It’s Easier to Occupy Wall Street Than It Is to Change It
by Martin Zehr, aka Mato Ska
Writing about Occupy Wall Street is unquestionably an exercise in futility. Those of us in the baby boomer generation have the impulse to wrap our arms around them and sigh in recognition of the sense of exasperation, desperation, and righteousness that engulfed us in our youth. We understand that when things get worse and we have no control of events, we want to stop the world from its “normality.” When political leaders fail to inspire us with a common vision, we seek a new identity, a new vision, and a new world. There is no question that the election of President Obama has resulted in neither hope nor change. And we know: “It’s not fair!”
Those of us removed from the protests are watching our own biographies unfold again and we grasp to see it done right this time. Fix this thing here, do this thing there, and every little thing is gonna be alright. But, as soon as we intrude in the drama, we become interlopers in the “movement.” We are, in point of fact, outsiders who fail to grasp the dynamic and the new zeitgeist that has reconfigured the world around us. 1968 comes to our minds as the global social order heaved and the world was challenged for not living up to our standards and expectations. Today, we see turmoil in the Middle East, North Africa, and Greece. In 1968 it was France, Czechoslovakia, China, and Vietnam. But that was then and this is now.
Words, nothing but words. The young people out there pitch their tents, we pitch our rhetoric. We are on the outside looking in. Greens send a message of support saying “Right on! Now join us and finish the job by getting elected.” But, even Greens are aware of how closed the electoral system is and how difficult real reform is. Revolution appeals in its apparent ability to wipe the slate clear. Occupy Wall Street abounds with anti-capitalism. All revolts seek to sweep clean the vestiges of the old. We have witnessed that the old order has a logical continuity after the smoke of revolution clears. The Thermidor stands erect through habit, through economics, through culture and through history. The people seek normalcy — the simple ability to live our individual lives without the trauma of changes that turn our worlds upside down.
Today, young people fear the future and old people fear the present. Fear has intruded and we seek a return to normalcy. “FIX IT!” is the cry. We don’t like it. Young people seek to reconfigure the forces that stand in the way. Old people seek to protect what we have. Politicians posture and feed the lions of change for their own advantage. Occupy Wall Street and the Tea Party are both expressions of the fear and frustration of people. We are all abandoned on a runaway train and none of us like it.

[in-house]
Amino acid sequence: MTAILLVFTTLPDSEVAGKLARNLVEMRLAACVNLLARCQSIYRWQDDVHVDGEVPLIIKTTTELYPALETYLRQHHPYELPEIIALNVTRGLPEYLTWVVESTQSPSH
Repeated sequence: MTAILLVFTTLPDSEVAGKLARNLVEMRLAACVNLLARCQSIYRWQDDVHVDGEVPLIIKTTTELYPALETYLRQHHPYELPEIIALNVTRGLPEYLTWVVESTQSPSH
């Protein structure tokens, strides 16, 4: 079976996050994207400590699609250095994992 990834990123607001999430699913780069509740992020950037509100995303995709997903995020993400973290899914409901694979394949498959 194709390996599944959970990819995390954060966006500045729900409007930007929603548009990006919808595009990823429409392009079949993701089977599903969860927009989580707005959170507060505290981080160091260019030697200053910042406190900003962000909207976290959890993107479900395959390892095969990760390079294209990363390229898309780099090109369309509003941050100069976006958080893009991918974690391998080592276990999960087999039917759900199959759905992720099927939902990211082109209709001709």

But, we are being spoon-fed, and the same fear that evokes protest paralyzes logical thinking. It pushes us to grasp for straws and look for simple solutions. We find ourselves repeating the rhetoric of the cable stations and radio talk shows. We take our politics from comedians and actors as if they had some God-given insight. Our panic has spread and we invite it to grow. It has stretched to various degrees to cities and universities across the country.
The stock market remains open. Wall Street has always been occupied during work hours. Banks seek to confront the cold economics and people scream at them. Ninety percent of Americans work and continue to go to their jobs. But even they feel the fear. Those of us unemployed and over sixty are weary and worried that the future is behind us, not in front of us.
There really is a point where a society begins to disintegrate. The social contract is violated. The fear overrides all other emotions. Fear of climate change and catastrophic weather, fear of economic insecurity, fear of impending doom for humanity and the planet that envelops us. The words of Franklin Delano Roosevelt come to mind: “We have nothing to fear, but fear itself.” It shuts down our strongest attributes as human beings. It shuts off communication with those we share a common destiny with. It makes us live behind locked doors and see every new face as a threat to us.
We have dug ourselves into this hole. Those who would seek to blame others fail to distinguish between what has happened in the past and what we can do together to fix what is broken. What it took to break the economy is not the same as what it takes to fix it. Structural reform enables us as a society to reconfigure the institutions that have so much influence in our lives. Working WITH our neighbors enables us to pool our resources and energy for constructive purposes. When the going gets tough, the tough get going. We need to be tough and resourceful. We need to find new solutions. We need to move forward with a new vision and not backwards.
We have not yet faced the Depression or the World War of our prior generation. We know that many of us will need to help others. We know that things to come will not be as “good” as things in the past. Let’s not project beyond our ability to predict what is to come.